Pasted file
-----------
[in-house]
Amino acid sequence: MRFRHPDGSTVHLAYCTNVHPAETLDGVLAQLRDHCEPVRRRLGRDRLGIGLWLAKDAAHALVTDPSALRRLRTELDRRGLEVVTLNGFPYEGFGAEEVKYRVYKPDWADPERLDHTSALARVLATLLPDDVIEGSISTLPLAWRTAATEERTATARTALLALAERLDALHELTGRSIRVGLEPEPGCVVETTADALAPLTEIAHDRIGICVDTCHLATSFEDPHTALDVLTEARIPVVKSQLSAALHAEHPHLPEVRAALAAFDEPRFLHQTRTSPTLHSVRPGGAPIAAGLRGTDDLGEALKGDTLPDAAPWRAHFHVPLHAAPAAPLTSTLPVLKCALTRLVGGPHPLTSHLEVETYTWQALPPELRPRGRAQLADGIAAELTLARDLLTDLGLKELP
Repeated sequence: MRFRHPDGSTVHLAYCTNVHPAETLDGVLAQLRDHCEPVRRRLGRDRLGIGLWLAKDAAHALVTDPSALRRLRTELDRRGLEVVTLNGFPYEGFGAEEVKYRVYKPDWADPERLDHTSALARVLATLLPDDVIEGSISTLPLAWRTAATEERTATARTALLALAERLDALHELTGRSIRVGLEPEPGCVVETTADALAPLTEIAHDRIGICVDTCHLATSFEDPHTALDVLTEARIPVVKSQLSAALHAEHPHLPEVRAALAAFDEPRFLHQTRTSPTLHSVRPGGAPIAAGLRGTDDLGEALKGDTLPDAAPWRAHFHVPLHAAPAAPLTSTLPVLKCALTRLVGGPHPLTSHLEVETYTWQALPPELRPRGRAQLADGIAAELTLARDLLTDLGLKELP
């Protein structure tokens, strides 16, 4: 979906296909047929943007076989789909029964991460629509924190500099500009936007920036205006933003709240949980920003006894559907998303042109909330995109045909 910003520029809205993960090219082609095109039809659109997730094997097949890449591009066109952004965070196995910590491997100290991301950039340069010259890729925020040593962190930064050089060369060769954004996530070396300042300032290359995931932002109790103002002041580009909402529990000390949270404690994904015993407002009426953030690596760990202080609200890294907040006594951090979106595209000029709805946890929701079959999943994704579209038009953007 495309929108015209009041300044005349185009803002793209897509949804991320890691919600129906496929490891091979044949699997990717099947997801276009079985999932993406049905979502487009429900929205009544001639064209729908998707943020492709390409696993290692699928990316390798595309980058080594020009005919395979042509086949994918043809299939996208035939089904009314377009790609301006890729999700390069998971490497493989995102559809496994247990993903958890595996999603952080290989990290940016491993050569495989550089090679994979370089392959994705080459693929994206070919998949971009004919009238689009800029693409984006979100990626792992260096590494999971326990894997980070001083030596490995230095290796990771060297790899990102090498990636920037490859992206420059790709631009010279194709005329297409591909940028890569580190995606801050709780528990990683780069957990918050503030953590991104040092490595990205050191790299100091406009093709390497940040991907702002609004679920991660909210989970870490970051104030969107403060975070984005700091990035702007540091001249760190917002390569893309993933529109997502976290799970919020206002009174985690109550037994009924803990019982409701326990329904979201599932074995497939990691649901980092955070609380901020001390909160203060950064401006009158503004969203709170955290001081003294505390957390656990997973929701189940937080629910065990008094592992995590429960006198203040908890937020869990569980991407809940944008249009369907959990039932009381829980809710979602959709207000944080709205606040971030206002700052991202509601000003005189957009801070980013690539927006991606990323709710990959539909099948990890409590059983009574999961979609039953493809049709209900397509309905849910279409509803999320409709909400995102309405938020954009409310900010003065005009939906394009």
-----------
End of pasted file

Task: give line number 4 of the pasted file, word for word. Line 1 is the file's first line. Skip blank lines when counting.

């Protein structure tokens, strides 16, 4: 979906296909047929943007076989789909029964991460629509924190500099500009936007920036205006933003709240949980920003006894559907998303042109909330995109045909 910003520029809205993960090219082609095109039809659109997730094997097949890449591009066109952004965070196995910590491997100290991301950039340069010259890729925020040593962190930064050089060369060769954004996530070396300042300032290359995931932002109790103002002041580009909402529990000390949270404690994904015993407002009426953030690596760990202080609200890294907040006594951090979106595209000029709805946890929701079959999943994704579209038009953007 495309929108015209009041300044005349185009803002793209897509949804991320890691919600129906496929490891091979044949699997990717099947997801276009079985999932993406049905979502487009429900929205009544001639064209729908998707943020492709390409696993290692699928990316390798595309980058080594020009005919395979042509086949994918043809299939996208035939089904009314377009790609301006890729999700390069998971490497493989995102559809496994247990993903958890595996999603952080290989990290940016491993050569495989550089090679994979370089392959994705080459693929994206070919998949971009004919009238689009800029693409984006979100990626792992260096590494999971326990894997980070001083030596490995230095290796990771060297790899990102090498990636920037490859992206420059790709631009010279194709005329297409591909940028890569580190995606801050709780528990990683780069957990918050503030953590991104040092490595990205050191790299100091406009093709390497940040991907702002609004679920991660909210989970870490970051104030969107403060975070984005700091990035702007540091001249760190917002390569893309993933529109997502976290799970919020206002009174985690109550037994009924803990019982409701326990329904979201599932074995497939990691649901980092955070609380901020001390909160203060950064401006009158503004969203709170955290001081003294505390957390656990997973929701189940937080629910065990008094592992995590429960006198203040908890937020869990569980991407809940944008249009369907959990039932009381829980809710979602959709207000944080709205606040971030206002700052991202509601000003005189957009801070980013690539927006991606990323709710990959539909099948990890409590059983009574999961979609039953493809049709209900397509309905849910279409509803999320409709909400995102309405938020954009409310900010003065005009939906394009």